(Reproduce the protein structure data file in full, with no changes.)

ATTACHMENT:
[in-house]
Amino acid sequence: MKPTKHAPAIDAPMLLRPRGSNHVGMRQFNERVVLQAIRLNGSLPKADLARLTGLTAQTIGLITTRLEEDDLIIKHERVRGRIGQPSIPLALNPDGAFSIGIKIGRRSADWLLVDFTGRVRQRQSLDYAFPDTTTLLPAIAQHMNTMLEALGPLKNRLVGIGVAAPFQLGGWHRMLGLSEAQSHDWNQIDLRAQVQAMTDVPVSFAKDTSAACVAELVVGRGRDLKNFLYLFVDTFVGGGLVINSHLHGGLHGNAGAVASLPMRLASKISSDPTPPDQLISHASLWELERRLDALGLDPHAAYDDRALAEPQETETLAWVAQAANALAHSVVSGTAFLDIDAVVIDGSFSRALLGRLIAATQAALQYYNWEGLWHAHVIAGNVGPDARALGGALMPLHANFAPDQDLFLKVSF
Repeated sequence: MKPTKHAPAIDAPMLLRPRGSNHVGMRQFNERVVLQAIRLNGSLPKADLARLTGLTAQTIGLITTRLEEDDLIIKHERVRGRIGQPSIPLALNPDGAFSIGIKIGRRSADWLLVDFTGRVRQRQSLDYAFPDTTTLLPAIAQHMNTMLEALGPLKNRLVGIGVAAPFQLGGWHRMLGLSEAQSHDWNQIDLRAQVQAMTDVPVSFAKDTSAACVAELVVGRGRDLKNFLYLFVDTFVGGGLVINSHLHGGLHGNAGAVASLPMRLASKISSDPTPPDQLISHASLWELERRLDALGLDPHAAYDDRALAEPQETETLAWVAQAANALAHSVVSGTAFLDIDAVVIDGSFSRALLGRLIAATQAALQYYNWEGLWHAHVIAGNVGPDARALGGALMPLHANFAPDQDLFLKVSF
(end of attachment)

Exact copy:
[in-house]
Amino acid sequence: MKPTKHAPAIDAPMLLRPRGSNHVGMRQFNERVVLQAIRLNGSLPKADLARLTGLTAQTIGLITTRLEEDDLIIKHERVRGRIGQPSIPLALNPDGAFSIGIKIGRRSADWLLVDFTGRVRQRQSLDYAFPDTTTLLPAIAQHMNTMLEALGPLKNRLVGIGVAAPFQLGGWHRMLGLSEAQSHDWNQIDLRAQVQAMTDVPVSFAKDTSAACVAELVVGRGRDLKNFLYLFVDTFVGGGLVINSHLHGGLHGNAGAVASLPMRLASKISSDPTPPDQLISHASLWELERRLDALGLDPHAAYDDRALAEPQETETLAWVAQAANALAHSVVSGTAFLDIDAVVIDGSFSRALLGRLIAATQAALQYYNWEGLWHAHVIAGNVGPDARALGGALMPLHANFAPDQDLFLKVSF
Repeated sequence: MKPTKHAPAIDAPMLLRPRGSNHVGMRQFNERVVLQAIRLNGSLPKADLARLTGLTAQTIGLITTRLEEDDLIIKHERVRGRIGQPSIPLALNPDGAFSIGIKIGRRSADWLLVDFTGRVRQRQSLDYAFPDTTTLLPAIAQHMNTMLEALGPLKNRLVGIGVAAPFQLGGWHRMLGLSEAQSHDWNQIDLRAQVQAMTDVPVSFAKDTSAACVAELVVGRGRDLKNFLYLFVDTFVGGGLVINSHLHGGLHGNAGAVASLPMRLASKISSDPTPPDQLISHASLWELERRLDALGLDPHAAYDDRALAEPQETETLAWVAQAANALAHSVVSGTAFLDIDAVVIDGSFSRALLGRLIAATQAALQYYNWEGLWHAHVIAGNVGPDARALGGALMPLHANFAPDQDLFLKVSF